One thing leads to another: watercolor transforms into collage; watercolors become linoleum prints then collaged to become neither a print nor just a college but… “mixed media” does not capture the result. “Mixed media” is a technical term, really just an abbreviation to condense what would be a long list into short hand that takes up only a few typed spaces and in no way reveals the magic of the result.
A summer of working in transparent watercolor often leaves me with one, two or three if I am lucky, pieces of unspeakable beauty and maybe twenty “nice” paintings and an equal number or more of “failed” paintings often found on the back of a nice painting or on the back of another failed painting. I began by discarding these, secretly holding onto a few that might contain a single passage of luminosity I could not part with. In recent years I have begun to bag these “unacceptables” and mine them later as resources for torn collages.
This collage work has become a favorite winter occupation. I begin with a resource painting—probably a painting or sketch that doesn’t stand on its own or could be taken to another place. One of my first collages began as a watercolor sketch, “Hallman with New Necklace and became “Girl in Gold Necklace”.
“Hallman … ” Girl in Gold Necklace”
The above collage was my earliest attempt and the pieces were cut with sissors or a knife. Arches 140lb watercolor paper, my usual medium, is heavy. I have found that Modge Podge is strong enough to hold the pieces down. I work slowly and take care to weight the glued pieces until they adhere. Small pieces are weighted with a ruler topped with a heavy can and heavy pieces may require a board or sheet of plexi with full gallon paint cans on top. The large pieces may require waiting until the next day to proceed.
I soon moved from the sharp, hard edges created by sissors or a knife to hand torn shapes. (This loose, uncontrolable result is one I prefer in my watercolor paintings also.)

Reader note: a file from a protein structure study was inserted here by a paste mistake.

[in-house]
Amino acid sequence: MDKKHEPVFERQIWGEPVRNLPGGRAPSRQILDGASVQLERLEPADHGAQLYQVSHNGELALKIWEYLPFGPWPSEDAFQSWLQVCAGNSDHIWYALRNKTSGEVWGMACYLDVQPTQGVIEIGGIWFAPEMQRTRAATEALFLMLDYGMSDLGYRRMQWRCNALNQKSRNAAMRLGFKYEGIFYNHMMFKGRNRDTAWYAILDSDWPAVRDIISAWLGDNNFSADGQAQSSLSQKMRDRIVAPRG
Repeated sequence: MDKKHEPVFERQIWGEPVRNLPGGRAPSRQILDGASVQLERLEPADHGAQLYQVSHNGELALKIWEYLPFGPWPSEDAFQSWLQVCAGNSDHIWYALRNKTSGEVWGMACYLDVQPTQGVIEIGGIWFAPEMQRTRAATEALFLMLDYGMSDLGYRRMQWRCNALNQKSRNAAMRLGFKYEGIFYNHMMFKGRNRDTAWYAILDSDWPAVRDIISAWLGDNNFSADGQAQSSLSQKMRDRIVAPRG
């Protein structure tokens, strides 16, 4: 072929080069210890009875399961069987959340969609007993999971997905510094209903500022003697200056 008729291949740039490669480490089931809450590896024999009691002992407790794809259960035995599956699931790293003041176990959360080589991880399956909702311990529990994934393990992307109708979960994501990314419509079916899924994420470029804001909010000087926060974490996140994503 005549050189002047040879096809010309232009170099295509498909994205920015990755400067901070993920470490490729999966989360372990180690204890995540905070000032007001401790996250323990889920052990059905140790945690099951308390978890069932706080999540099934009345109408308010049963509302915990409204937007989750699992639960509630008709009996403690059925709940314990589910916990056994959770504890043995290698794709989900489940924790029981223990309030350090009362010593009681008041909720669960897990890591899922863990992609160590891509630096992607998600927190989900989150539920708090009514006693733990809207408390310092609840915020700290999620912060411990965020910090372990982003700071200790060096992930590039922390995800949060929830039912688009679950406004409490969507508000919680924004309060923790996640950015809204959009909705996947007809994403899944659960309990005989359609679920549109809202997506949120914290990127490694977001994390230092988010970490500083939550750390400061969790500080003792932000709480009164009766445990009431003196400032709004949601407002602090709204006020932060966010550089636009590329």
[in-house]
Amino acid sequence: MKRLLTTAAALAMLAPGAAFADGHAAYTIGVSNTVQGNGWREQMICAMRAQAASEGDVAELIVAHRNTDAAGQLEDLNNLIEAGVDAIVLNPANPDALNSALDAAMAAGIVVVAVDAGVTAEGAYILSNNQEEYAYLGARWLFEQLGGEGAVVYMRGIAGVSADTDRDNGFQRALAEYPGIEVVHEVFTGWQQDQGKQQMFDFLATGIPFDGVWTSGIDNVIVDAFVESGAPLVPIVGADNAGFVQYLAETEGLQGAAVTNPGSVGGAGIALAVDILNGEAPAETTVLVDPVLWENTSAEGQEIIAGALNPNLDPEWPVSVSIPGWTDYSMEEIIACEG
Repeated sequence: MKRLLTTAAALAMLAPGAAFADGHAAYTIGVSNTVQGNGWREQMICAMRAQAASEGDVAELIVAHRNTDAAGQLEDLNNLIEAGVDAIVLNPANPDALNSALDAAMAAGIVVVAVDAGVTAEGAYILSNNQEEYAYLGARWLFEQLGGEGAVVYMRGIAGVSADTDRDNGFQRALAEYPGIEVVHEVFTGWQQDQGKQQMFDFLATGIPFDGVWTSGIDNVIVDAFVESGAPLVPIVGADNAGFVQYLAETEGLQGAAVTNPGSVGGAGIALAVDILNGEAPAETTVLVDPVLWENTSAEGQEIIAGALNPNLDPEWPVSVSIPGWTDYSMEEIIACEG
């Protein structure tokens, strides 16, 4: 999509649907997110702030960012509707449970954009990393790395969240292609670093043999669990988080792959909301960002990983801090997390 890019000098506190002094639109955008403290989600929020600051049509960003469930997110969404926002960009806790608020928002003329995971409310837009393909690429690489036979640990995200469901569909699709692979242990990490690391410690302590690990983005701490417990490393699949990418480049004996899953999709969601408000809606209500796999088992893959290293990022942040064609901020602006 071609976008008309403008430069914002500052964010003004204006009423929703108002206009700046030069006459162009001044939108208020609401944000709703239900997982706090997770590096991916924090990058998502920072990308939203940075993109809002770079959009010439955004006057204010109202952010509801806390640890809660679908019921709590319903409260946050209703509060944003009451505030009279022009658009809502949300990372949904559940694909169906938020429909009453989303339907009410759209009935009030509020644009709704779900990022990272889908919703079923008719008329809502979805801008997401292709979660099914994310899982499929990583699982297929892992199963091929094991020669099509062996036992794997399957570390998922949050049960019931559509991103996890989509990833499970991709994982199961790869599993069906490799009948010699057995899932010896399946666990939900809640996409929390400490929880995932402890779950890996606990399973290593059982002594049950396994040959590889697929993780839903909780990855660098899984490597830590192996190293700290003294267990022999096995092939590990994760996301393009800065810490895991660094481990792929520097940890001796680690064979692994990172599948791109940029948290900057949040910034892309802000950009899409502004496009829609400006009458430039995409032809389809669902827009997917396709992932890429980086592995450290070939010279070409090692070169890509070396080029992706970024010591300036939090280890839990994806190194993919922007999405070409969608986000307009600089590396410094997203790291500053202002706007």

I have since created a series of collages based on a plein air painting of a shotgun house in New Orleans. The original painting was painted curbside on handmade paper, 8×9.5 inches. “Shotgun House, New Orleans”, wc on handmade paper, private collection
I used the little painting as the subject of four paintings depicting the transformations of a New Orleans house at night, in Mardi Gras season and finely in spring bloom. For these works I painted long sheets of watercolor in needed colors instead of using “failed” watercolors from a summer of painting. I tore the required sheets using my knowledge of tearing: Watercolor paper is thick and seemingly made up of layers; a tear from top down, with my left hand stable and the right hand taking the paper to the back leaves an edge of the colored paper on top. With the left hand stable and the right hand tearing the paper toward me leaves a loose line of white all along the edge. If this line needs to be shaped beyond what my fingers alone can do I sand it with rough sandpaper. In this series I also used newspaper, shiny origami paper, paper grocery bags, paper napkins and candy wrappers. All of this was glued to a ground of 300lb elephant sheet of Arches watercolor paper, halved. The issue for me in working with collage and especially this large is that I am unable to step back and get a view. While the work was in progress I climbed onto my work table with the camera and photographed the day’s progress and looked at it on the computer that evening.
Surely you have noticed the several pieces of this work go “off the page”. I have a hard time being contained to some arbitrary boundaries that I set at the conception and now I must abandon them to follow my artistic muse. I have begun carrying my creations outside the box:
“Street Illuminated by Street Light”,wc collage, 24×23.5 in.
Last winter, using my the Commons Gallery as a winter studio I completed a collaged lenolium block print in my “Catskill Life, Flora and Fauna”, series. “Railroad Garden, Fall, Mullein” resulted from an early Fall morning walk along the railroad tracks just when the sun popped over the mountains to reveal that each dried mullein spear was draped to others by the webs of the Orb spider. The dew was still clining to the webs and it was a sight to see. I printed, collaged and finally strung beads from my mother’s costume jewelry to capture the jeweled looks of the sun illuminated dew.
Through print, wc collage and real “jewels” (beads) draped between the dead stalks of mullein I have attempted to depict the spirit of the spider webs glistening with dew in the early fall morning. The draped jeweled webs fall from the collaged “web”. I have created an artistic memory of a lovely fall morning and woven into that memory artifacts from my beloved mother’s life. The three dimensionality of the work allows the light to play off the piece as the morning sunlight danced through the beads of dew. Around all I have added block prints of railroad tracks to complete “Railroad Garden; Mullein, Fall”.
Now on to winter, 2017!